Thursday, April 14, 2011

The Charm of Cranford

Cranford is one of the better-known novels of the 19th century English writer Elizabeth Gaskell. It was first published in 1851 as a serial in the magazine Household Words, which was edited by Charles Dickens. The fictional town of Cranford is closely modelled on Knutsford in Cheshire, which Mrs. Gaskell knew well. The book has little in the way of plot and is more a series of episodes in the lives of Mary Smith and her friends, Miss Matty and Miss Deborah, two spinster sisters.

But what is it about Cranford and its deceptively simple tales of country life that makes the work so appealing? It has been aptly described as ‘a piece of exquisite social painting’ … ‘tender’ and ‘delicate.’ Narrated by Mary Smith, a friend of Miss Matty and frequent visitor to Cranford, the lives, loves, tragedies, and triumphs of the inhabitants of Cranford are woven together seamlessly to create a tapestry portraying timeless emotions and choices.

The petty social bickering, cold shouldering and jockeying for importance in the village’s pecking order are outlined in a humorous yet pointed way—the author loves her characters, with all their faults, and is tolerant of their foibles while holding them up to gentle ridicule. In every community there is an arbiter of good taste, a setter of trends, a leader of public opinion, a foolish gossip, and all the other social whimsies that make up this colourful collection of characters. It is not easy to keep secrets in this closed environment, and as Mary Smith remarks, “It was impossible to live a month at Cranford, and not know the daily habits of each resident ….” Yet, despite the squabbles and occasional ‘no speaks,’ the ladies of Cranford would rather die than see one of their own fall by the wayside. It is this community spirit that inspires Miss Matty’s friends to decide to donate a portion of their annual income to sustain their beloved friend when an investment goes sour.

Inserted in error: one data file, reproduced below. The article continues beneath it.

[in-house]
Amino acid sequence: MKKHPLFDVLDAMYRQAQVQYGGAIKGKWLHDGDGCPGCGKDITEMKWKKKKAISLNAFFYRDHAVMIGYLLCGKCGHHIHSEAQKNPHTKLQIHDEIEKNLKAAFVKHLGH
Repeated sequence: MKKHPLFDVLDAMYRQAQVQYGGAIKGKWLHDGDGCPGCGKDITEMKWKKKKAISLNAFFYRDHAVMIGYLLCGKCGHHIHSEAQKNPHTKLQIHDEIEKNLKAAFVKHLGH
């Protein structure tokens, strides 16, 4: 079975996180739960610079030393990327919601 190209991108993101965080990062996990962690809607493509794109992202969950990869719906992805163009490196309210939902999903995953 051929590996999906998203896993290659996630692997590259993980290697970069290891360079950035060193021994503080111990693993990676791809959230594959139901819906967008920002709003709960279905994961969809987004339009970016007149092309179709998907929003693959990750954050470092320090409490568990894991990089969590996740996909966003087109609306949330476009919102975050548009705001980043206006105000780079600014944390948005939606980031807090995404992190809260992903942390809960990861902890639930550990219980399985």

As a different kind of history book and one that very possibly the author did not set out to write as such, Cranford is actually an analysis of an early Victorian country town. The inhabitants are shaken and disturbed by inevitable changes such as industrialization, the advent of the railway, and other events that force an inescapable transition into an increasingly modern world.

The appeal of Cranford cannot be better described than in the popularity of the BBC drama series. The teleplay by Heidi Thomas was adapted from three novellas by Elizabeth Gaskell published between 1849 and 1858: Cranford, My Lady Ludlow, and Mr. Harrison's Confessions. (The Last Generation in England was also used as a source.)

A gentle, charming read, Cranford has much more to offer the discerning reader than a unassuming look at country life.

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